It Was Both A Horrible Decree and Very Sweet Fruit
What was running through John Calvin’s mind as he contemplated the doctrine of predestination? Was he locked in a trance, eyes rolled back, imagining a somber God lurking in the mists of eternity, arbitrarily picking and choosing who would be saved and who would be damned?
No, Calvin’s thoughts about predestination did not originate with morbid and abstract speculations, as some might suppose, but with a pastor’s concern for the people who filled the pews of his church every Sunday. As a pastor, Calvin noticed that people responded differently to the preaching of the gospel. “If the same sermon is preached, say, to a hundred people,” he observed, “twenty receive it with the ready obedience of faith, while the rest hold it valueless, or laugh, or hiss, or loathe it.”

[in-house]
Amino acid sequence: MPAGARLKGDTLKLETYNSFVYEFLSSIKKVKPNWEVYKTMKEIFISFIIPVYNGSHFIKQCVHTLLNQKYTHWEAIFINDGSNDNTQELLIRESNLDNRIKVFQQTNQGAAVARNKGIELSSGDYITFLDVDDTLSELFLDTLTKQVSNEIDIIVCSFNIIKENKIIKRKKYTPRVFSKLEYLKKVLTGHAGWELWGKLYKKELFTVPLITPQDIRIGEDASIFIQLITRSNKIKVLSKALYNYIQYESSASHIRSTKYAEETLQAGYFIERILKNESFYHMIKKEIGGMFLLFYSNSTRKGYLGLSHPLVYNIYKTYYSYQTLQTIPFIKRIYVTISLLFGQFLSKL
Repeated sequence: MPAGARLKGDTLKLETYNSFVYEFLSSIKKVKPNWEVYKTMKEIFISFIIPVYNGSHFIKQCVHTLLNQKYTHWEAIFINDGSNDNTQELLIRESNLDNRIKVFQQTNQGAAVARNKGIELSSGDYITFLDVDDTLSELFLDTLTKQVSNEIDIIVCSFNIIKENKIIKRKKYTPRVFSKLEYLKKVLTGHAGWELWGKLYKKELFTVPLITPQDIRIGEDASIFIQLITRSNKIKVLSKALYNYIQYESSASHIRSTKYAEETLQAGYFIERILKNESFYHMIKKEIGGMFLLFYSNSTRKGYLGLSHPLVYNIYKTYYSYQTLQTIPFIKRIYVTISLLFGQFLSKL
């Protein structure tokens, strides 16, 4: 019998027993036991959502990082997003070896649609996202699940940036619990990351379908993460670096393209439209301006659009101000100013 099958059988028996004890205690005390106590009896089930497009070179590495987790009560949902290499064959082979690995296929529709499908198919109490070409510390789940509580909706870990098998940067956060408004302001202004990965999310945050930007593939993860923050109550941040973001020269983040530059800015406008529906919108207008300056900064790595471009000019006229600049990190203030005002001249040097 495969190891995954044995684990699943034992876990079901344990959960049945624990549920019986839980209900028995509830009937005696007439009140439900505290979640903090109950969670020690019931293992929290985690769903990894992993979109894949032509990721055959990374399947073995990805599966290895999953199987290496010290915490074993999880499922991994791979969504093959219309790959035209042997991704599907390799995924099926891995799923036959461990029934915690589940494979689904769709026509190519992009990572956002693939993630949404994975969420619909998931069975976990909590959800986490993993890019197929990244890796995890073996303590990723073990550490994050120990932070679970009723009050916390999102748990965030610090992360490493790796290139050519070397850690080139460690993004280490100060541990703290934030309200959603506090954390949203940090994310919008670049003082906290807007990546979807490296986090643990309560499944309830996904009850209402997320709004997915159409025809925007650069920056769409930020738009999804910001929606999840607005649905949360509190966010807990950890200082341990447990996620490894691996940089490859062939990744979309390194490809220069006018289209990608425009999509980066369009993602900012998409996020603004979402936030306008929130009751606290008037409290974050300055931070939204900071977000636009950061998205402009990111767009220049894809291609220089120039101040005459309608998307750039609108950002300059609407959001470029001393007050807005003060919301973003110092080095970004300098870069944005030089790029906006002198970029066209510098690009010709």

What Calvin saw troubled him. Why did some men fervently embrace Christ, while others firmly rejected him? He searched the Scriptures and there he found the doctrine of predestination.
Calvin was not the first to treat the doctrine of predestination, but it is the name of John Calvin with which this doctrine has become inseparably linked. This is due in part to Calvin’s detailed exposition of predestination and partly because he, more than anyone else since Augustine, was called upon to defend it. Past interpreters of Calvin often fell victim to the misconception that predestination resided at the center of his theology. However, today most acknowledge that he never discussed predestination as his most basic presupposition.
Admittedly, he did accord a growing importance to predestination in succeeding editions of the Institutes. In the first edition of 1536, it did not warrant special discussion. But later, when Augustine’s doctrine came under assault, ...